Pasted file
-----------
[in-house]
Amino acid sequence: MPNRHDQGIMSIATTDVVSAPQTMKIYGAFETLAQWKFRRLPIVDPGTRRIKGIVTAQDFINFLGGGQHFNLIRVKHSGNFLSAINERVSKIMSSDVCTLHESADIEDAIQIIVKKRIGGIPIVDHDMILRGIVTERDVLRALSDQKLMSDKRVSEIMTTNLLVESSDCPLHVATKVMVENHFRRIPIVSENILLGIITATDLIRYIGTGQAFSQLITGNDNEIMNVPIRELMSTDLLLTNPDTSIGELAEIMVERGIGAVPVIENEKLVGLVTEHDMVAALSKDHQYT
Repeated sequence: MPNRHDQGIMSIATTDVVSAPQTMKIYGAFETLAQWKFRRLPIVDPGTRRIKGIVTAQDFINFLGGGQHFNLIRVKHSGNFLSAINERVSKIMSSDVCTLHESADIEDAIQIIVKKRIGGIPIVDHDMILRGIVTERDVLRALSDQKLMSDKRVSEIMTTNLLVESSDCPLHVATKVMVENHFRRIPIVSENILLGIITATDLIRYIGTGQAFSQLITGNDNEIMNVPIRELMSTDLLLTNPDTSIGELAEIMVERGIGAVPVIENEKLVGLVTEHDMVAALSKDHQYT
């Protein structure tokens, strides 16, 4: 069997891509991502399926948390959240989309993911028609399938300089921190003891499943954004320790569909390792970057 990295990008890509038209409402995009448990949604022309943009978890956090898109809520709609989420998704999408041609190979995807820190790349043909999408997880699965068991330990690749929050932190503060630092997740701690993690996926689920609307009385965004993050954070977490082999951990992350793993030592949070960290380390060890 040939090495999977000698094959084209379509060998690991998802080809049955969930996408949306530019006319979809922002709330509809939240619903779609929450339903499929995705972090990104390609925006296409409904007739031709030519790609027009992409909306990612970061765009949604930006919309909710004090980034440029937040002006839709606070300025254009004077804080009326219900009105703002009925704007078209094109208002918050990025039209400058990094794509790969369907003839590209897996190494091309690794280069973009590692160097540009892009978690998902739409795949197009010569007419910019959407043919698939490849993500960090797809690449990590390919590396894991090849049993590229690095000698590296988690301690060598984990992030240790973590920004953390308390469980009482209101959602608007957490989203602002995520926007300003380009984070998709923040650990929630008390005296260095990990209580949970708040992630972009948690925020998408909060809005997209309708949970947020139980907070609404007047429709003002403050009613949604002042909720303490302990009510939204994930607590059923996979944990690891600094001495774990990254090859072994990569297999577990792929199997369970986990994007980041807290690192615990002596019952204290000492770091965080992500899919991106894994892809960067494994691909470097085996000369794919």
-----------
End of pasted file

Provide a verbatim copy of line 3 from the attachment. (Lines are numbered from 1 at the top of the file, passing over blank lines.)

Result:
Repeated sequence: MPNRHDQGIMSIATTDVVSAPQTMKIYGAFETLAQWKFRRLPIVDPGTRRIKGIVTAQDFINFLGGGQHFNLIRVKHSGNFLSAINERVSKIMSSDVCTLHESADIEDAIQIIVKKRIGGIPIVDHDMILRGIVTERDVLRALSDQKLMSDKRVSEIMTTNLLVESSDCPLHVATKVMVENHFRRIPIVSENILLGIITATDLIRYIGTGQAFSQLITGNDNEIMNVPIRELMSTDLLLTNPDTSIGELAEIMVERGIGAVPVIENEKLVGLVTEHDMVAALSKDHQYT